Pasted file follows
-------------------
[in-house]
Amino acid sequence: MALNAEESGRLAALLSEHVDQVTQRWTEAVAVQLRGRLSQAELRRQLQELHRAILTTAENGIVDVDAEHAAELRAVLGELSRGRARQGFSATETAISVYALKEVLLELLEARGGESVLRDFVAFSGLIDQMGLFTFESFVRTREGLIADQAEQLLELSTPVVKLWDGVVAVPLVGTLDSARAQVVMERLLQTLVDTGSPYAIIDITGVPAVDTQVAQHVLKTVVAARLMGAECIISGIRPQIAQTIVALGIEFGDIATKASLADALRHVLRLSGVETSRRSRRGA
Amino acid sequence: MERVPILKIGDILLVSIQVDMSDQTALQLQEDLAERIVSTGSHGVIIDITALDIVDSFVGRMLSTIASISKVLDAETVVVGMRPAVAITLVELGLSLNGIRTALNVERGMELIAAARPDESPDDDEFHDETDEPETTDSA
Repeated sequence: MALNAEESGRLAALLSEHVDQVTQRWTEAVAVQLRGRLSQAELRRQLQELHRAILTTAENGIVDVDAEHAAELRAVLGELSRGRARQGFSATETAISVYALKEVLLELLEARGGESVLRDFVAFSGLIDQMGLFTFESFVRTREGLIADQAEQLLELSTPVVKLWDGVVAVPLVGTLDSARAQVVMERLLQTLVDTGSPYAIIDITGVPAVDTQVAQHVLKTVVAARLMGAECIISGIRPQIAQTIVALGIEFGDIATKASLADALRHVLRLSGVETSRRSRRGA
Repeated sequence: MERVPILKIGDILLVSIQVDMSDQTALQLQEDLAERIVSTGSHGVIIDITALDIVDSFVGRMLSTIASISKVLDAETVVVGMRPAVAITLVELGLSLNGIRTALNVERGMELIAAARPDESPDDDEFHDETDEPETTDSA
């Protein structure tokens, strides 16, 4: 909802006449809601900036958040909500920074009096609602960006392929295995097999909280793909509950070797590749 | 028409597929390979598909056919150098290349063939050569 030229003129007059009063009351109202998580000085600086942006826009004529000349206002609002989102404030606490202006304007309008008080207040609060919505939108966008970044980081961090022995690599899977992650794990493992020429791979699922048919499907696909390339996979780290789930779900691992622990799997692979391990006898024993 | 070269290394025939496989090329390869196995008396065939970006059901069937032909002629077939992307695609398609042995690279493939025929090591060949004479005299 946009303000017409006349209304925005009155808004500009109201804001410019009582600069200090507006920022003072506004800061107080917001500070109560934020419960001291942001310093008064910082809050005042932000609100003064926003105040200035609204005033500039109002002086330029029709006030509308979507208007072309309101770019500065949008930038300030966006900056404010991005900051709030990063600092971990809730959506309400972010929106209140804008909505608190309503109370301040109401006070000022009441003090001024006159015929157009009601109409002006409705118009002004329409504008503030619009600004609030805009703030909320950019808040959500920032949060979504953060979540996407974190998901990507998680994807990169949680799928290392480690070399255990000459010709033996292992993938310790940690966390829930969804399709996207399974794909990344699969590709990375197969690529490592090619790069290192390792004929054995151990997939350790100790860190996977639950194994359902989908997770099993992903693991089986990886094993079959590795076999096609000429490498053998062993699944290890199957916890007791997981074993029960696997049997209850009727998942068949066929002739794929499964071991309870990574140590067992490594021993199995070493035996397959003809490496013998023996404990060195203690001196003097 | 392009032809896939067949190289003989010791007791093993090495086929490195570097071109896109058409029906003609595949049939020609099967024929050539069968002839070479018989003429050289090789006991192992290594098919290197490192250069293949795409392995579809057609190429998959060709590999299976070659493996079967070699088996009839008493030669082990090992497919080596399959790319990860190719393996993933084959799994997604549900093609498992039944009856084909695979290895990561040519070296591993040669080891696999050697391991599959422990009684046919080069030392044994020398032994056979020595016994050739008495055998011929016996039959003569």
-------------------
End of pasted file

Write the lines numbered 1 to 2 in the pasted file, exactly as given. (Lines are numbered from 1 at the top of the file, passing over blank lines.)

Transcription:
[in-house]
Amino acid sequence: MALNAEESGRLAALLSEHVDQVTQRWTEAVAVQLRGRLSQAELRRQLQELHRAILTTAENGIVDVDAEHAAELRAVLGELSRGRARQGFSATETAISVYALKEVLLELLEARGGESVLRDFVAFSGLIDQMGLFTFESFVRTREGLIADQAEQLLELSTPVVKLWDGVVAVPLVGTLDSARAQVVMERLLQTLVDTGSPYAIIDITGVPAVDTQVAQHVLKTVVAARLMGAECIISGIRPQIAQTIVALGIEFGDIATKASLADALRHVLRLSGVETSRRSRRGA